Table 1. List of Licensed innovatve Drugs from Universites in Israel
ProductIndicatonLicenseeSales in 2011 (in millions)Licensor
Copaxone Multple Sclerosis Teva $3,570 Weizmann Insttute (WI)
Rebif Multple Sclerosis Merck-Serono €1,691 WI
Exelon Alzheimer Novarts $1,067 Hebrew University (HU)
Doxil[a]/Caelyx Cancer Schering-Plough $320[b] HU and Hadassah Hospital
Aziltec Parkinson Teva $290 Technion Medical School
Erbitux Cancer Merck-Serono €855 WI
Sources: Companies’ Annual Reports 2011

[a] Sold by Johnson & Johnson (through its acquisiton of Alza) in the United States and Schering Plough (under the trade name Caelyx) internatonally. Source: htp://www.zoominfo.com/#!search/profle/ person?personId=1059435901&targetd=profle.
[b] In 2010, Source: htp://www.evaluatepharma.com/Universal/View.aspx?type=Entty&enttyType=Product&id=12704&lType =modData&componentID=1002.

In many industries companies license a product patent(s) for productve efciency reasons, partcularly, to achieve lowest manufacturing and distributon costs and yet gain from permited producton and sales by third partes. It is likely that a patent holder, which manufactures and sells a protected product, may not be situated to supply the market demand or to export to other territories due to shortage of producton facilites, distributon setup or adequate fnance to expand its operaton. It is therefore a common practce that large established companies license out the producton and sales of their patented product to third partes for generatng more revenues, sometmes even to compettors[32]. For instance, in the computer industry IBM's know-how along with intellectual property assets reaches into nearly every industry and every discipline of science and technology. IBM’s revenues from intellectual property and custom development income reached over $1.1 billion[33] in 2011, accountng for circa 7 percent of IBM’s net proft. The noteworthy feature is that ofen large companies license their protected technology and knowhow to potentally compettors.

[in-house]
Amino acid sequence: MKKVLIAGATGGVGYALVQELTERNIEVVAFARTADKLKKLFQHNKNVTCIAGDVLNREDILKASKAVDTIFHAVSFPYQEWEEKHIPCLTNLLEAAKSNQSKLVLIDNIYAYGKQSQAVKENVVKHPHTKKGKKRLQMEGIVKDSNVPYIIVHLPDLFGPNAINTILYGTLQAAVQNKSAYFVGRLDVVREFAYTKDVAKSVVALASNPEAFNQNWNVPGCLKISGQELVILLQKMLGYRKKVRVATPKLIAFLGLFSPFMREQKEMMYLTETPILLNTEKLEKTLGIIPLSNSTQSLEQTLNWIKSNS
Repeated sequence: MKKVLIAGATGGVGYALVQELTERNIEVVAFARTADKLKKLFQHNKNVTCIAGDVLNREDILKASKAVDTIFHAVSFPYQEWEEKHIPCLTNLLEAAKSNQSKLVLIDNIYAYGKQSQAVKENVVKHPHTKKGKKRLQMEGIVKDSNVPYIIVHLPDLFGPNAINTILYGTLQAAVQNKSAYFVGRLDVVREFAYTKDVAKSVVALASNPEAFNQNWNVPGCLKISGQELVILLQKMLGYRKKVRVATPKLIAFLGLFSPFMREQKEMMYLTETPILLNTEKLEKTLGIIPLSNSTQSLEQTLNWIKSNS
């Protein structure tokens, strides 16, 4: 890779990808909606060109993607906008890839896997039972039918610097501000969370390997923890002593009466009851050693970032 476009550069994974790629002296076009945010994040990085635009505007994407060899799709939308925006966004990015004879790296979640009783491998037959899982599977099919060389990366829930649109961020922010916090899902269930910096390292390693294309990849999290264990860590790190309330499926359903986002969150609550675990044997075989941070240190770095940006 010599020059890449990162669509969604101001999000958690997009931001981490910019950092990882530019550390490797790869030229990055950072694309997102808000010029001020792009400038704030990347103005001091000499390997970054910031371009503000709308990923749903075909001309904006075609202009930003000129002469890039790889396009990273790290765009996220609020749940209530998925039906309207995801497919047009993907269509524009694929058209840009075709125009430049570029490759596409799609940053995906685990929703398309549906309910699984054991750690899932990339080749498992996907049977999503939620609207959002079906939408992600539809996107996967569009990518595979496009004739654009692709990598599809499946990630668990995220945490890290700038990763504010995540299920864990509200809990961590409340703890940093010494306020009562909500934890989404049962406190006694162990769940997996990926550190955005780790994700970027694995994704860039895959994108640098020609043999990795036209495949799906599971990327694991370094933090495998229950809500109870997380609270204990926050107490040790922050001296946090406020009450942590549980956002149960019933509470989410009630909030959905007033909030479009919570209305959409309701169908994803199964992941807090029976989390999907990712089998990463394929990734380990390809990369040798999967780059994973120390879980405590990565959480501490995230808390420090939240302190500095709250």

A well-known illustratve and worth notng example of licensing to potental compettors is the case of VCR (Video Cassete Recorder) technology[34]. In 1975 Sony introduced the Betamax, a proprietary technology, which represented a breakthrough on the VCR market. A year later, a competng (apparently lesser than Betamax) technology, VHS (Video Home System) was introduced by JVC (Victor Company of Japan, Ltd.). The strategy of JVC and Matsushita Electric Internatonal (Panasonic) was aimed at creatng an alignment of producers and gaining market share. The two companies agreed to ship original equipment manufacturer (OEM) VCRs to their licensees and then to further development of the VHS system. This helped the two companies to gather numerous partner companies around them, whereas Sony’s approach to exclusively use its technology was seen by most as uncooperatve. The outcome was that in 1978 all major European producers adopt VHS standard and in 1984 US partner Zenith abandons the Betamax format. Betamax format has practcally become obsolete. Albeit this case undoubtedly reveals a remarkable business strategy, it similarly demonstrates the economic impact and signifcant contributon of technology transfer or from legal perspectves transferability of intellectual property rights in general, and to compettors, in partcular.

An additonal notable approach is the ‘cross-licensing’. Accordingly, two (or more) companies grant each other cross-licenses to all technology developed by either party during a defned period with corresponding payments being made to cover any defcit in the value of technology licensed by one side or the other. Consequently, crosslicensing allows freedom to operate for each party[35]. This approach, for instance, is common among Japanese electronics companies.

One noteworthy example of an open cross-licensing transacton illustrates the transfer of technology from Japan to Asia. In the early ninetes Samsung Electronics and Fujitsu entered a broad cross-licensing agreement that allowed each access to the other’s microchip technologies patented in the US, Japan and Europe. Under the agreement Samsung paid Fujitsu ¥4 billion to compensate for Fujitsu’s technological edge. This was some 25 percent of Samsung’s 1991 pre-tax profts and the frst tme that Fujitsu had received royaltes from a Korean frm in a cross-licensing agreement (Miyake, Yoshikawa, & Inoue, 1992). It can be safely stated that cross-licenses may be especially useful in industries, such as the semiconductor and computer industries that are characterized by large numbers of overlapping patent rights.